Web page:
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Worst Home Decor Ideas of the 1980s

  • Pierrot mask

    Pierrot mask

  • If your flowerbed threw up in your living room...

    If your flowerbed threw up in your living room...  (This content is subject to copyright.)

  • Glass blocks block class.

    Glass blocks block class.  (Jodi Jacobson)

The eighties had its good fashion points, but also its bad. Lots and lots of bad. And this is true not only for hair (mullets!) and clothes (stirrup pants!), but also home decor. For a jog down memory lane -- or, possibly, a primer on what decor elements of your home are seriously in need of an overhaul -- pop a cassette of Duran Duran into your boombox, snuggle up with a Cabbage Patch doll, and check out the latest installment of our Worst Home Decor by the Decades series. Below we take a deep dive into everything that was grody to the max about '80s home decor.

Sad clowns

Pierrot, a French clown with a lone teardrop in the corner of one eye, was the '80s version of today's "Walking Dead"-type zombie: seemingly everywhere and unstoppable. And strangely terrifying! The pantomime character, dressed in stark black and white, appeared on plates, framed art, figurines, fabric, and several thousand very sad wall masks.

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Black and gold accents

Black and gold were two colors that went seriously steady in the '80s, maybe inspired by the black gold that drove '80s smash TV show "Dallas." Black is perfect for telegraphing omnipotent power, while gold screams, "I'm also rich!" Need proof? New York City's black and gold (cough) Fifth Avenue landmark, Trump Tower, which opened in 1983.

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Mirrors, mirrors on every wall

Why paint a wall (or ceiling) when you can cover it with enough mirrors to put a nightclub to shame? Bonus: Make sure said mirrors are a kooky shape, add a pattern, and make them smoky. In retrospect, maybe there were so many mirrors because the '80s were the "me" generation. And since the only way to take a selfie back then meant a trip to the Fotomat, the only option was to strike a pose in the nearest reflective surface.

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Glass blocks

Blame "Miami Vice" -- which obsessively shot scenes inside sleek, modern homes -- for glass blocks becoming a white-hot '80s building material. Because if you're a cop wearing a teal or pink linen suit -- with the sleeves pushed up to the biceps -- you desperately need to stand in front of a neutral background like big chunks of glass.

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According to Pantone, the colors of the 1980s were "saturated, reflecting prosperous times and an upbeat mood." Colors like Mauve Orchid. Not quite purple and not quite pink, the pastel was seemingly invented for the condo walls and mica coffee table of a successful career woman.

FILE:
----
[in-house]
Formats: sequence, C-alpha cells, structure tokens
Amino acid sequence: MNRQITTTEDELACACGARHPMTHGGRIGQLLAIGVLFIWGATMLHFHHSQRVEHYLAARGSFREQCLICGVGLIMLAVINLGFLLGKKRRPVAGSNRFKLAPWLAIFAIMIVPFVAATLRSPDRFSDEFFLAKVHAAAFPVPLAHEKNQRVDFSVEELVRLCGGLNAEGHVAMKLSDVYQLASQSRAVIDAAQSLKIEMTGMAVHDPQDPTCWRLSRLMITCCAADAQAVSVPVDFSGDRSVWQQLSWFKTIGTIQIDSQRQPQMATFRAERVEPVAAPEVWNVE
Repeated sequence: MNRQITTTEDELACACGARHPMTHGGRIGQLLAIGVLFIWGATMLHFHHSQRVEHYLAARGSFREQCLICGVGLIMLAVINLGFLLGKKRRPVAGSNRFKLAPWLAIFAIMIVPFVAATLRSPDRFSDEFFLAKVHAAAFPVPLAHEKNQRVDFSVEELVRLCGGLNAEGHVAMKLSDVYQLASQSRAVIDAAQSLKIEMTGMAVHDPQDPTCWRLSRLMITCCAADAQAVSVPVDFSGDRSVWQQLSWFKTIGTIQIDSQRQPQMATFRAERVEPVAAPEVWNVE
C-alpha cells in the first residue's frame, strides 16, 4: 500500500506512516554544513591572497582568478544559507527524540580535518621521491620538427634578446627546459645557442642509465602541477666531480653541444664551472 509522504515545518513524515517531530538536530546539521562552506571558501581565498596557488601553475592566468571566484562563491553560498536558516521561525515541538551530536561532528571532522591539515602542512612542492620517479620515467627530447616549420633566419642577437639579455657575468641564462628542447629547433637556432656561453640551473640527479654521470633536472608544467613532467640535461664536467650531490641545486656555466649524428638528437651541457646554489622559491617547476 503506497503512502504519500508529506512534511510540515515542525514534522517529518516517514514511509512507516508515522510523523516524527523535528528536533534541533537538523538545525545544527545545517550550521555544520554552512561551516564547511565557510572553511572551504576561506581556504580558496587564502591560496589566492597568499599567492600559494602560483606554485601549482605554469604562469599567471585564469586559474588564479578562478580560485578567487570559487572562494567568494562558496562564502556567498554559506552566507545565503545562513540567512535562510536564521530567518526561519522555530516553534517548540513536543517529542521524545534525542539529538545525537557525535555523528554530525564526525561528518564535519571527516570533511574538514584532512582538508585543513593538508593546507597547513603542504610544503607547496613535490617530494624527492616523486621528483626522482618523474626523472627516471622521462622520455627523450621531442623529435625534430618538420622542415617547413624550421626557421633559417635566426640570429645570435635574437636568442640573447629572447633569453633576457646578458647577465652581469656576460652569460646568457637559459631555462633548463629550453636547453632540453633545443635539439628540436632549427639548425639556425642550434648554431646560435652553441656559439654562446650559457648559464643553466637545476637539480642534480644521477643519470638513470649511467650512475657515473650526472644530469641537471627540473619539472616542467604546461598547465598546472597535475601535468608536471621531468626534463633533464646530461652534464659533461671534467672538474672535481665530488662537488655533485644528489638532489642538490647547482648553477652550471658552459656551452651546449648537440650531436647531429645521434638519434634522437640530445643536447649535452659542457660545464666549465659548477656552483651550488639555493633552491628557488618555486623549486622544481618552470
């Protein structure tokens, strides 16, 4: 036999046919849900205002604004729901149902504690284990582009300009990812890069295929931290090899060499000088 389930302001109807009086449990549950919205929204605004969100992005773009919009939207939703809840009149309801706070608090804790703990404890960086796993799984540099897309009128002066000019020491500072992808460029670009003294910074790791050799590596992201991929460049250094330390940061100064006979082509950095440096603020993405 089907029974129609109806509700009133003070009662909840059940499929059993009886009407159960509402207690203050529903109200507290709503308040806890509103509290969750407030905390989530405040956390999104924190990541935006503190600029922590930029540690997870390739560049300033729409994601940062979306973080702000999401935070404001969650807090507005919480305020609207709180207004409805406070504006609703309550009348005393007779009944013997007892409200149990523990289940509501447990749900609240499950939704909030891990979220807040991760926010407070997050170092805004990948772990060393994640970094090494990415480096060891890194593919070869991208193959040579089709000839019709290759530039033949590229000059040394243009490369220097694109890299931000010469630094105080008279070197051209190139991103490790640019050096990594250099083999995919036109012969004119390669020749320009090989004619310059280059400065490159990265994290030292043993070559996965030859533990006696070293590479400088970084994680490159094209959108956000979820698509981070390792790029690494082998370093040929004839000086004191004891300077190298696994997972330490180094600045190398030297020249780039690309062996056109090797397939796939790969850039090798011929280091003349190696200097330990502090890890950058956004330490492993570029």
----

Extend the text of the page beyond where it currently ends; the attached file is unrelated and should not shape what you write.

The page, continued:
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Neon accents

Neon leapt off marquees and liquor store signs in the 1980s and went inside. Dashes of painfully vibrant neon appeared on floor lamps, "wall art," and even throw pillows.

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Memphis design

The lovely city of Memphis had nothing to do with a style that's been called a " shotgun wedding between Bauhaus and Fisher-Price." Signature Memphis looks -- which actually began in Italy -- included uncomfortable, asymmetrical furniture and vivid, bold patterns that afflicted nearly every teapot in the Reagan years.

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Bright, geometric 'art'

Nothing was allowed to be boring in the '80s, when "eclectic" was the buzzword. Not hair (see side ponytails, mullets, and Flock of Seagulls hairdos), not eyeliner (worn by men and women, often on the side of the face instead of the eye). And art certainly couldn't be dull, so it became comically edgy and avant-garde, featuring random geometric shapes in loud, clashing colors. Today it might make you reach for the Advil.

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Hollywood vanity lighting

Bathrooms saw an explosion of mirrors framed by rows of bubble lights usually found in an actor's dressing room. Perhaps all that flattering light was necessary to adjust the decade's stonewashed jeans and fingerless lace gloves just so.

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Random squiggles

Artist Keith Haring used abstract lines as a visual language in his political pop street graffiti in the 1980s. Why designers added random lines, swirls, and doodles to decorative objects and prints, however, remains a mystery.

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Floral glut

On the softer edge of the eighties were florals -- so, so many florals. There were pink-rose curtains with a red-rose-patterned couch accented with cabbage-rose pillows next to a flowered lampshade. And to finish it all off, dried flowers in the ubiquitous "deco" vases.

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Excessive excess

Everything was big in the '80s: from back-combed, huge hair to football-worthy shoulder pads to decadent decor. Because why have one Lucite accent piece when you can do an entire room in the extravagant stuff? Ditto for buying a single tasteful couch when a massive, poofy sectional was an option. And windows got the full treatment with swags, sheers, and a frilly add-on called a jabot.

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Zen overload

Maybe this was supposed to be the antidote to the gaudy excess of '80s decor. But in the decade's typical fashion, some people went overboard with entire rooms done up in stacked rocks and swirls of sand.

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